SeaWorld Orlando has extended its Seven Seas Food Festival through April 29, giving visitors an additional two weekends to enjoy all the live entertainment and cuisine, including the Latin specialty dishes that debut this weekend.
Both the Brazil and Mexico markets are part of the festival from start to finish, serving guest favorites, such as Churrasco, grilled skirt steak with chimichurri and garbanzo frito, and Grilled Corn on the Cob with Cheese, respectively. But the Latin-infused foods offered at the Specialty Market have an emphasis on favorites from Puerto Rico.
One of the new items is the Mofongo with Carne Frita, which is garlic-mashed plantains with onion mojo served with fried pork. This is a traditional dish in Puerto Rico. The other is a twist on another favorite from the Caribbean island — a Crazy Empanada.
“The No.1-selling empanada in Puerto Rico is the Pizza Empanada,” Executive Chef Hector Colon told me. “So, I took a Pizza Empanada and I cut it at the back and I put some ground beef, lettuce, tomatoes, cheese and I finish it with Mayo Ketchup. The Pizza Empanada is always going to sell, but the Crazy Empanada is something different that [visitors] haven’t seen before.”
For those who want a little less “loco” in their empanadas, SeaWorld is serving the plain pizza empanadas, as well as the pastries filled with ground beef and seasoned pulled chicken.
Visitors also will find Lechon Asado, the traditional roasted pork rubbed with Caribbean seasonings, Pigeon Peas and choice or ripe or sweet plantains. Look for skewered flame-grilled chicken or pork finished with sweet and spicy barbecue sauce and served with fried tostones (fried plantains).
Finally, don’t miss the Bacalaitos.
“The best-selling Latin dish during the food festival is the Bacalaitos, which are codfish fritters. We sell twice as many as the pizza empanadas,” Colon told me. “You don’t see them around. You see them only at festivals or in the streets in Puerto Rico, so when you see them, you always want to stop by and eat them.”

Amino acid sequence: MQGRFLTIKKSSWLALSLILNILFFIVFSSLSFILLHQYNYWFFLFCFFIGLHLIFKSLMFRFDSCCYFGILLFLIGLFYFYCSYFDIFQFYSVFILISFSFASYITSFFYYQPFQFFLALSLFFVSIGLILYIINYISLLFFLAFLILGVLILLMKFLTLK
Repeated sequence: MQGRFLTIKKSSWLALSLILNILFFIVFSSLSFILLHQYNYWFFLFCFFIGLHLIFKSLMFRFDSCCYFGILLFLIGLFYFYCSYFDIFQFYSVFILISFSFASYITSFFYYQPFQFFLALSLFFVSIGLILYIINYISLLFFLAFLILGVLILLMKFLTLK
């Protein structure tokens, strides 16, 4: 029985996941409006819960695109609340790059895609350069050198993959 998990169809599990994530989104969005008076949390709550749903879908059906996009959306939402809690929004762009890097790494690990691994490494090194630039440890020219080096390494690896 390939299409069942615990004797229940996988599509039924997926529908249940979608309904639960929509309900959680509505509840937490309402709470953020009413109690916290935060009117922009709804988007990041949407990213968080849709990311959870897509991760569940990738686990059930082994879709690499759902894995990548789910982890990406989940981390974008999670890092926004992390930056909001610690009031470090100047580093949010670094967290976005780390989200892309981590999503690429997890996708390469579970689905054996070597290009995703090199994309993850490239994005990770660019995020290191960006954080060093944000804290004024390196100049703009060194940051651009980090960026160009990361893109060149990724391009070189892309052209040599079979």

At the same Specialty Market along Bayside Pathway, visitors will find a selection of specialty drinks, including Mojitos, Margaritas, Cuba Libre and frozen Red Sangria.
Prices at the Specialty Market range from $5 to about $15 per dish. That’s because some of the items, such as the Crazy Empanada, are Sampler size and others are meal portions.
Compared to many other food festivals and food trucks, Seven Seas is affordable — especially if you purchase a punch-card-style lanyard. Each punch entitles you to a food or beverage, and the lanyards can be shared among friends and family. Also, the lanyards do not expire until the end of the festival on April 29. A 10-punch lanyard is $40 and a 15-punch lanyard is $60. (Pass members can save 10 percent on each Sampling lanyard by purchasing online in advance.) Considering that most dishes cost between $4 and $6 — with some more — this is definitely the way to go. There are more than 60 food dishes, 70 beers and 50 wine and spirits at the 2018 Seven Seas Food Festival.
In addition to the food, SeaWorld visitors can tempt their senses with the reggaeton, salasa, Latin pop and merengue concerts in the park at Bayside Stdium on Saturdays and Sundays that are included with their admission.
Performers announced so far:
March 31: Eddie Palmieri
April 1: El Gran Combo
April 7: Yandel
April 8: Jerry Rivera
April 15: N’Klabe
DISCLAIMER: I was a guest of SeaWorld Orlando for the media preview of the Seven Seas Food Festival. This did not affect my story, and my opinions are my own.